4. “Classical” Fingerstyle
Any time you pluck the strings of your electric of acoustic guitar with your pick hand’s fingers, you’re playing fingerstyle. Proper classical fingerstyle technique generally dictates that you use a specific combination of plucking-hand fingers to sound certain strings. These fingers are specified by certain symbols—an abbreviation of the Spanish names for fingers: p (pulgar, or thumb), i (indice, or index), m (medio, or middle) and a (anular, or ring). The symbols are placed between the notation and tab staves in modern transcriptions. In traditional classical guitar pieces or exercises, the thumb is typically assigned to play the bottom three strings (strings 4–6), while the remaining fingers—i, m and a— are used to pluck the 3rd, 2nd and 1st strings, respectively.
Keep all of the above in mind as you attempt FIGURES 8A–B.
With your wrist cocked at a slight angle, place the outside edge of your plucking-hand thumb along the 5th string, doing the same with your index, middle and ring fingers on strings 3–1, contacting the strings where flesh and nail meet. Then while your fingers remain slightly arched, pluck the indicated strings, pushing your fingertips through the strings rather than pulling on them, bending from the first knuckle only.
In fingerstyle playing, it helps to have a little extra length in your fingernails. Using them in conjunction with the flesh on your fingertips helps produce a warm, projecting tone.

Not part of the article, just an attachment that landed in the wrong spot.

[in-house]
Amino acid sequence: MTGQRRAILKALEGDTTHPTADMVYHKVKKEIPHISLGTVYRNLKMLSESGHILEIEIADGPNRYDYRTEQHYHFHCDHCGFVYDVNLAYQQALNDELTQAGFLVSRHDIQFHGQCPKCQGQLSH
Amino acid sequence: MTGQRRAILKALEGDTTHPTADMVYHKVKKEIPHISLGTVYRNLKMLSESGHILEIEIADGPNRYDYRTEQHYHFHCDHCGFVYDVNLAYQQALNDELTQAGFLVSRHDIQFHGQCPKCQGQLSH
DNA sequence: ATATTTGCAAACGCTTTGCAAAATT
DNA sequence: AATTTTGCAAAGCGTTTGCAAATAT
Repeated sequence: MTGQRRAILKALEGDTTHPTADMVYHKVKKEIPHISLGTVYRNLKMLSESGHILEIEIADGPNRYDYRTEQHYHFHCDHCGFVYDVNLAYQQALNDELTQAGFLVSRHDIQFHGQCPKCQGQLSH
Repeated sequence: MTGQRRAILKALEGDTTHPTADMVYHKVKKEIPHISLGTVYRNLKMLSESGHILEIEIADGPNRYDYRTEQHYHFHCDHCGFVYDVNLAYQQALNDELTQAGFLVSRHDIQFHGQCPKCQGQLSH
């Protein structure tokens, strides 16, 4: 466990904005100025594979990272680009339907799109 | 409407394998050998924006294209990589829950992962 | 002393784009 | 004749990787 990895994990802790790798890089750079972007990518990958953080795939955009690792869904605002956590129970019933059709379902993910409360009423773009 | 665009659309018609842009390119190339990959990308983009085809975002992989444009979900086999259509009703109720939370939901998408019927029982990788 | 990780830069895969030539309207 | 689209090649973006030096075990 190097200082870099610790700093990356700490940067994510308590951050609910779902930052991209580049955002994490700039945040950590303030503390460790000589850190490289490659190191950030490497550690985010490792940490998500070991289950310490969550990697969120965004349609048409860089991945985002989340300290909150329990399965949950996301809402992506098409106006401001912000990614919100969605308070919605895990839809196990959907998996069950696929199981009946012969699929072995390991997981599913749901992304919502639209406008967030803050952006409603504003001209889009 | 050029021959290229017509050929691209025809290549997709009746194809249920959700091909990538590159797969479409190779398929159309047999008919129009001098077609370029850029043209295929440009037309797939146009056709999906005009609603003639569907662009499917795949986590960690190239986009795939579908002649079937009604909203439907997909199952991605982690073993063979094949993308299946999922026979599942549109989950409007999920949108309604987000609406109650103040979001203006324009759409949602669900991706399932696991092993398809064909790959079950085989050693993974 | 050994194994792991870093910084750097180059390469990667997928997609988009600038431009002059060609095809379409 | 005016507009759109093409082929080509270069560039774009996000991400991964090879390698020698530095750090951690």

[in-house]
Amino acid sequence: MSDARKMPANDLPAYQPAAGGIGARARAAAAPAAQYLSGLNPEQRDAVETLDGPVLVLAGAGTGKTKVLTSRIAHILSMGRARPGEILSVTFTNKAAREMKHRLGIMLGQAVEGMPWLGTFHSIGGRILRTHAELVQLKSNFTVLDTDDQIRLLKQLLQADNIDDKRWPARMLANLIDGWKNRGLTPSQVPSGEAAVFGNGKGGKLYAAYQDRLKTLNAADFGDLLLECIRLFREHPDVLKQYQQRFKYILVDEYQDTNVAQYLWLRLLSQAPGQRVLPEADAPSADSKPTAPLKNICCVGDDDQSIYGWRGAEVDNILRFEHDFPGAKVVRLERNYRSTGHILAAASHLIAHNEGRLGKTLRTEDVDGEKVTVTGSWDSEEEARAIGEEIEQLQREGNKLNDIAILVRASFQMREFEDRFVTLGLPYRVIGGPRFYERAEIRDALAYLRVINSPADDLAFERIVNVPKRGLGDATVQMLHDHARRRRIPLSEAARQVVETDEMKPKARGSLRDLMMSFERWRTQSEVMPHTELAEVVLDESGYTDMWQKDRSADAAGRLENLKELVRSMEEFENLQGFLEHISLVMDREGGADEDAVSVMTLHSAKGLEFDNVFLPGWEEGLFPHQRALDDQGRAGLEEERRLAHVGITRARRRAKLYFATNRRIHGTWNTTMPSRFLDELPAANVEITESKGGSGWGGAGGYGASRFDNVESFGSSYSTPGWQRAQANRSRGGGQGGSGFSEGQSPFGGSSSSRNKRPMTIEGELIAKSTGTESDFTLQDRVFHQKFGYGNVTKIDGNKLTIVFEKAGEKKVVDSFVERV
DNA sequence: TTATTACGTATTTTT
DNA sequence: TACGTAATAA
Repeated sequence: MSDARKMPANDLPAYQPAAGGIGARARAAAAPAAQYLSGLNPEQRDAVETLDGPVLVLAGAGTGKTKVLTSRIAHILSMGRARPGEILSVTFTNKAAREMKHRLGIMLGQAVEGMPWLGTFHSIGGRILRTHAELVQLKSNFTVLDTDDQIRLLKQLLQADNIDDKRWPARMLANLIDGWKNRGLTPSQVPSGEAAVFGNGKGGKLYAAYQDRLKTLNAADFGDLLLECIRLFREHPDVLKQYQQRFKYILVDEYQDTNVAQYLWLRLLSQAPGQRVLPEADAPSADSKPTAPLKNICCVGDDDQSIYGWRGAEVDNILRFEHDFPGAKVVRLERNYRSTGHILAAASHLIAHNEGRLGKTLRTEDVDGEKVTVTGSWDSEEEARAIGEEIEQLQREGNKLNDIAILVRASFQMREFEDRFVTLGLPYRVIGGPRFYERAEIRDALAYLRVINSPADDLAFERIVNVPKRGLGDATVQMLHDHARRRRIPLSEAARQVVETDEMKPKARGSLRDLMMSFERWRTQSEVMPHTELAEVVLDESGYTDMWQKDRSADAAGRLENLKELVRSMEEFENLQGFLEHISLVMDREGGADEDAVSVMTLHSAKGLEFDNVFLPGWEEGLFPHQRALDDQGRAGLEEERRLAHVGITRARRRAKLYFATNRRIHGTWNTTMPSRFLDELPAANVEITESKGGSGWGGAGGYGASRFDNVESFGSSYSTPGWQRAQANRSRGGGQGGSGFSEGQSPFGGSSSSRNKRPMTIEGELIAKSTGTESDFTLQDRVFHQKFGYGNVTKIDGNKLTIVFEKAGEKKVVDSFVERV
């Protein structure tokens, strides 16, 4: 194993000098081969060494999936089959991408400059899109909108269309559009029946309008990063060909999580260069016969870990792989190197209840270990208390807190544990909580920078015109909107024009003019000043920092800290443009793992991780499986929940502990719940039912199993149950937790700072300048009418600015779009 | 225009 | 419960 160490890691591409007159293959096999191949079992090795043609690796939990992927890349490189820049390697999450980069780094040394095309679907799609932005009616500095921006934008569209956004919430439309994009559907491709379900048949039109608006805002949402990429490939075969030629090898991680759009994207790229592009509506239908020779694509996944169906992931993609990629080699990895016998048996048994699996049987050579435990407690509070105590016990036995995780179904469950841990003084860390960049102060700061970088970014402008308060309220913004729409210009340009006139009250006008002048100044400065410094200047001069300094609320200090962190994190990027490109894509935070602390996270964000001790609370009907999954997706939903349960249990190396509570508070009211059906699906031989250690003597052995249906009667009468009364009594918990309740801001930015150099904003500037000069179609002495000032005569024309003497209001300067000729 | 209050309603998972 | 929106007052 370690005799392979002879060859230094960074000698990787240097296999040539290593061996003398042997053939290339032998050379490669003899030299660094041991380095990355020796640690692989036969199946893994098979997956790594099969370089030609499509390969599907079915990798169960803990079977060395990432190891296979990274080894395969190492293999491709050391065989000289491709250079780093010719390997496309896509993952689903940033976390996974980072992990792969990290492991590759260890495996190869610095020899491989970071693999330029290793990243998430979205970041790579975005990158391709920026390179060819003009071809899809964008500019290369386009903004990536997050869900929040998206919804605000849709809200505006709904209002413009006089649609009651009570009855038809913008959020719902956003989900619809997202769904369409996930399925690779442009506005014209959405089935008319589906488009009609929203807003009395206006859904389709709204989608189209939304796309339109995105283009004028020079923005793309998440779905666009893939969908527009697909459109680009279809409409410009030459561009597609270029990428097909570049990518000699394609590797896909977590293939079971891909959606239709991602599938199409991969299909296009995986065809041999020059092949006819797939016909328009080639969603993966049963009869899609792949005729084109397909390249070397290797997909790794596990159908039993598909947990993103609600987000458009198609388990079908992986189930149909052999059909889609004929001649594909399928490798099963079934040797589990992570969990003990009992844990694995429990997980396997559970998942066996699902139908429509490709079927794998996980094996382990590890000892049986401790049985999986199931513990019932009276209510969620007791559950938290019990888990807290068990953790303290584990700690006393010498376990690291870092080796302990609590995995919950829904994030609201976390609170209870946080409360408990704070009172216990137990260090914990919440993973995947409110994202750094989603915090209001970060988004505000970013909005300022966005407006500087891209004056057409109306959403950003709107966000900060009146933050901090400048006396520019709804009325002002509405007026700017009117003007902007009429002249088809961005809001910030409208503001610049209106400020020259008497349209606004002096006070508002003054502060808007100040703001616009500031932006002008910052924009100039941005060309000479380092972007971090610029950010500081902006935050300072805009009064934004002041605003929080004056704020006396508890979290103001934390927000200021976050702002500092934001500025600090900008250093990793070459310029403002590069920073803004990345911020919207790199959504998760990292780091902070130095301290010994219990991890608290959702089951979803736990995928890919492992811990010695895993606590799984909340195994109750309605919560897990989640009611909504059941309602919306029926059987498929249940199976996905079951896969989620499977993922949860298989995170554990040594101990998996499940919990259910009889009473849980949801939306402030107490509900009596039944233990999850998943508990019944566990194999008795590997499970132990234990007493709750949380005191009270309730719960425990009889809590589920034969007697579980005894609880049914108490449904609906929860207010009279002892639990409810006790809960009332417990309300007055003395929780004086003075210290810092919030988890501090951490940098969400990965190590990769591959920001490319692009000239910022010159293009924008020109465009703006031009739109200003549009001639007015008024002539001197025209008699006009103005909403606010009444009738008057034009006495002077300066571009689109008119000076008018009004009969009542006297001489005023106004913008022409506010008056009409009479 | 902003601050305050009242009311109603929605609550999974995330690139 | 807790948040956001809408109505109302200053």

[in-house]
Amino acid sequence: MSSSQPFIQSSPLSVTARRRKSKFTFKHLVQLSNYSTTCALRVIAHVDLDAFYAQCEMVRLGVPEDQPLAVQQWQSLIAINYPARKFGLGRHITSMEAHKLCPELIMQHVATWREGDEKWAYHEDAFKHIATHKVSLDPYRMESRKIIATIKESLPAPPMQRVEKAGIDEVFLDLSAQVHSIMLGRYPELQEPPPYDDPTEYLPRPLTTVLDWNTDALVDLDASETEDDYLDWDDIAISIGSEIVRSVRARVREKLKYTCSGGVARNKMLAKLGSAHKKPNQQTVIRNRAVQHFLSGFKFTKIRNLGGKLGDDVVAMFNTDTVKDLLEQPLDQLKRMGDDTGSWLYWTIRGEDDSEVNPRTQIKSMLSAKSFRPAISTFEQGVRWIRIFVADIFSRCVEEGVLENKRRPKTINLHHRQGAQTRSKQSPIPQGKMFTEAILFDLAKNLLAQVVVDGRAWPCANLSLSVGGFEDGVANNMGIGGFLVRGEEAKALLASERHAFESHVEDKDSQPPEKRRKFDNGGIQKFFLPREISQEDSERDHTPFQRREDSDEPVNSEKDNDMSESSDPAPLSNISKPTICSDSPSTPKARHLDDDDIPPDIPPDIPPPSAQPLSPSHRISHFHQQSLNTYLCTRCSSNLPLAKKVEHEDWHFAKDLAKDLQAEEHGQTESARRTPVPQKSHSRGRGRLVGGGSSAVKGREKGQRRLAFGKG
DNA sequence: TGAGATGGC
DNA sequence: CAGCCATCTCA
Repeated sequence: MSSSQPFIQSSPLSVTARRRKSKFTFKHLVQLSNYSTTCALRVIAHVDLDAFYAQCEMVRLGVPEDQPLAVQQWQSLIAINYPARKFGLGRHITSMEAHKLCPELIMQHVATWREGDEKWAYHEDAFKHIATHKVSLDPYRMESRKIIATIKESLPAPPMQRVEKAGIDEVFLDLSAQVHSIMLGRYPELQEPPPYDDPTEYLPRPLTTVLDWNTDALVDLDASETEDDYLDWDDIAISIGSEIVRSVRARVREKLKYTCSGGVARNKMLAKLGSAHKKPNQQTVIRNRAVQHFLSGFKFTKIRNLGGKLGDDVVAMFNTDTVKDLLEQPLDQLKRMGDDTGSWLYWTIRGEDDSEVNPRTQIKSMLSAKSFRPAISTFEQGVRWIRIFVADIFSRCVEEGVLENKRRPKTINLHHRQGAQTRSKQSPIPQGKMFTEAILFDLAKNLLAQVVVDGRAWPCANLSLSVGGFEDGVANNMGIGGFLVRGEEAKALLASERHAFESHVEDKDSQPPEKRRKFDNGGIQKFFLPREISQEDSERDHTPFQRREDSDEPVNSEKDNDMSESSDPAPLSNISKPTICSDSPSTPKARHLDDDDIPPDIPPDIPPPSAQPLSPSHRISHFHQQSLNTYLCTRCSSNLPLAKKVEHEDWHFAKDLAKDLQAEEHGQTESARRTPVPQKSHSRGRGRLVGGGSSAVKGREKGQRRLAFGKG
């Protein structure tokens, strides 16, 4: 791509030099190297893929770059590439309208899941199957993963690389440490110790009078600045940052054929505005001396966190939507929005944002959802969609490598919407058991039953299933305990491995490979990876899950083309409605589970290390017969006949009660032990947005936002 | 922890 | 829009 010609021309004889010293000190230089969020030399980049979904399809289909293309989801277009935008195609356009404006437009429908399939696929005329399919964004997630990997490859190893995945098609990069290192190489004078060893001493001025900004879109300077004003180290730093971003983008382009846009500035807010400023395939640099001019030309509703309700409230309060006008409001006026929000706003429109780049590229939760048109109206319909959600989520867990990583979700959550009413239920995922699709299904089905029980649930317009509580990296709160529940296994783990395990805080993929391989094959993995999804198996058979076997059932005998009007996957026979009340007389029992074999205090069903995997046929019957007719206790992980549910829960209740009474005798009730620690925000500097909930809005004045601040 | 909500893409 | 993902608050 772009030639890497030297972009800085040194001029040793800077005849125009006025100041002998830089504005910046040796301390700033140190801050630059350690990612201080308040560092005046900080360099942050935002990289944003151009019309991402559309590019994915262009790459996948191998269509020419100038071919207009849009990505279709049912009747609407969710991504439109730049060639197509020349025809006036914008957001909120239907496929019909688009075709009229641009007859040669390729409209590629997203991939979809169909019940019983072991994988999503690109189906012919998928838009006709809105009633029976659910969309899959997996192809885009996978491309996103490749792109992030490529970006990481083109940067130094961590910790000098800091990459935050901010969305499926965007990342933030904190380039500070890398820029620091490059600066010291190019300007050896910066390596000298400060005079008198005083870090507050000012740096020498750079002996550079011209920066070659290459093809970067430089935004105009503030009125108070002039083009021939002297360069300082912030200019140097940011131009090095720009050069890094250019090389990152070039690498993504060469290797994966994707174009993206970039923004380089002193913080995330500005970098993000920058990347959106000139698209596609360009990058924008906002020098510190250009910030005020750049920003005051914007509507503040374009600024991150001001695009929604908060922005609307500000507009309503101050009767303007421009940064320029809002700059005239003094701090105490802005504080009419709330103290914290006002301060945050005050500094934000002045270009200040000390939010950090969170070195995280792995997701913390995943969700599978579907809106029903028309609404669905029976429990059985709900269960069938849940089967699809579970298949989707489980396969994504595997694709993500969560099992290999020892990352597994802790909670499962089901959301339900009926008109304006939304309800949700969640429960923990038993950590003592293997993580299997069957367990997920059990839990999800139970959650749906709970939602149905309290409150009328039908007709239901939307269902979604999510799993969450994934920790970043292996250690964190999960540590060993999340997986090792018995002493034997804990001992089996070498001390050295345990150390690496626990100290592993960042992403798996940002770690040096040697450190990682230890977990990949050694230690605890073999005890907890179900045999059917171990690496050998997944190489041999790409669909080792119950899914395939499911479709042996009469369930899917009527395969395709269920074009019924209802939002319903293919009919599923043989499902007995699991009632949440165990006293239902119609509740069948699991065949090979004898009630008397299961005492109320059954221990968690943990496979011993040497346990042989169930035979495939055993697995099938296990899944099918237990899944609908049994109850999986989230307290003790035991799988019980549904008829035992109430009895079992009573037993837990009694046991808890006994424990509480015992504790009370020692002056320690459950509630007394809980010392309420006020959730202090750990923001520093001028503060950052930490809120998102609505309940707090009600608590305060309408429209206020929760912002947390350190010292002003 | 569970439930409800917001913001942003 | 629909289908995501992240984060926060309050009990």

5. Travis Picking
Travis picking is a timeless fingerstyle approach. The technique involves playing alternating bass notes with the plucking hand thumb (or a thumb pick), while the remaining fingers pluck higher strings.
FIGURE 9A depicts a common open-position Travis-picking pattern in C.
FIGURE 9B illustrates the technique in conjunction with a fully fretted G7 chord. All of the bass notes (written in down-stemmed fashion) are played using slight palm muting.
6 & 7. Tremolo Picking and Rasgueado
Played using all five fingers of the plucking hand (c indicated the pinkie), flamenco is a Spanish guitar style that was originally used to accompany dancers—hence the powerful rhythmic accents. The most notable techniques in this style are tremolo and rasgueado.
Basic tremolo passages akin to FIGURE 10A serve as the basis for essential guitar pieces like “Malagueña” and “Concierto de Aranjuez.” Use your plucking hand’s thumb to sound all down-stemmed notes, allowing your middle and index fingers to rapidly reiterate (or tremolo pick) the high string.
Rasgueado (meaning strummed) uses each plucking-hand finger to “explode” outwardly—one at a time—from a closed fist, using the outside of the fingernail to rapidly rake across the strings in a downward motion. An upstroke from the thumb is also frequently used, again raking the strings with the nail’s outer side (FIGURE 10B). When these five fingers are used in rapid succession, it creates an ultra-percussive strumming sound—multiple chord attacks that would be impossible to duplicate otherwise.
8. Hybrid Picking
Hybrid picking combines elements of fingerstyle and pickstyle techniques. It is generally most at home in playing barn-burning double-stop licks (FIGURE 11A).
In this style, each double-stop is plucked with the picking hand’s middle and ring fingers, and the single notes are played with a downward pick stroke. Plucking the double-stops in this manner produces an accented, snappy attack louder than the picked notes, due to the strings smacking back against the fretboard.Hybrid picking technique is not lost on rock guitar. FIGURE 11B illustrates a sample rock riff sculpted from this pick-and0fingers approach.